Therefore, it is unlikely the government would announce any significant easing of travel restrictions outside of its four-step strategy.

Secondly, the government has made a number of big changes to its travel rules recently, so it may want to wait and see how the recent changes to travel restrictions affect infection rates before easing the rules further.

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TRAVEL NEWS

Covid face mask rule on flights in Europe set to be eased

The mandatory EU-wide mask requirement for air travel is set to be dropped from Monday, May 16th, but airlines may still require passengers to wear masks on some or all flights

Covid face mask rule on flights in Europe set to be eased

Europe-wide facemask rules on flights are set to be ditched as early as next week in light of new recommendations from health and air safety experts.

The European Union Aviation Safety Agency (EASA) and European Centre for Disease Prevention and Control (ECDC) dropped recommendations for mandatory mask-wearing in airports and during flights in updated Covid-19 safety measures for travel issued on Wednesday, May 11th.

The new rules are expected to be rolled out from Monday, May 16th, but airlines may still continue to require the wearing of masks on some or all of flights. And the updated health safety measures still say that wearing a face mask remains one of the best ways to protect against the transmission of the virus.

The joint EASA/ECDC statement reminded travellers that masks may still be required on flights to destinations in certain countries that still require the wearing of masks on public transport and in transport hubs.

It also recommends that vulnerable passengers should continue to wear a face mask regardless of the rules, ideally an FFP2/N95/KN95 type mask which offers a higher level of protection than a standard surgical mask.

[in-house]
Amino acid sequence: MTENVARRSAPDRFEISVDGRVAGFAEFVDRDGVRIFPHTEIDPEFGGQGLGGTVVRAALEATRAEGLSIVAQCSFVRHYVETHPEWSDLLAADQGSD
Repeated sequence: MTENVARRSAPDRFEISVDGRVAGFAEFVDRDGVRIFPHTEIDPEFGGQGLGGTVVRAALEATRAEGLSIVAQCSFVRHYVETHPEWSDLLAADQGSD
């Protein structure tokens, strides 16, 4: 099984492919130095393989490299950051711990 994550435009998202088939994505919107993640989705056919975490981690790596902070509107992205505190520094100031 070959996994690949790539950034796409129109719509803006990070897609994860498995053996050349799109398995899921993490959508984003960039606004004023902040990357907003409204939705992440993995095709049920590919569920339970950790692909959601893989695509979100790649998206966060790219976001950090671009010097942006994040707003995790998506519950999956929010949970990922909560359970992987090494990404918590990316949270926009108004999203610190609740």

“From next week, face masks will no longer need to be mandatory in air travel in all cases, broadly aligning with the changing requirements of national authorities across Europe for public transport,” EASA executive director Patrick Ky said in the statement. 

“For passengers and air crews, this is a big step forward in the normalisation of air travel. Passengers should however behave responsibly and respect the choices of others around them. And a passenger who is coughing and sneezing should strongly consider wearing a face mask, for the reassurance of those seated nearby.”  

ECDC director Andrea Ammon added: “The development and continuous updates to the Aviation Health Safety Protocol in light of the ongoing Covid-19 pandemic have given travellers and aviation personnel better knowledge of the risks of transmission of SARS-CoV-2 and its variants. 

“While risks do remain, we have seen that non-pharmaceutical interventions and vaccines have allowed our lives to begin to return to normal. 

“While mandatory mask-wearing in all situations is no longer recommended, it is important to be mindful that together with physical distancing and good hand hygiene it is one of the best methods of reducing transmission. 

“The rules and requirements of departure and destination states should be respected and applied consistently, and travel operators should take care to inform passengers of any required measures in a timely manner.”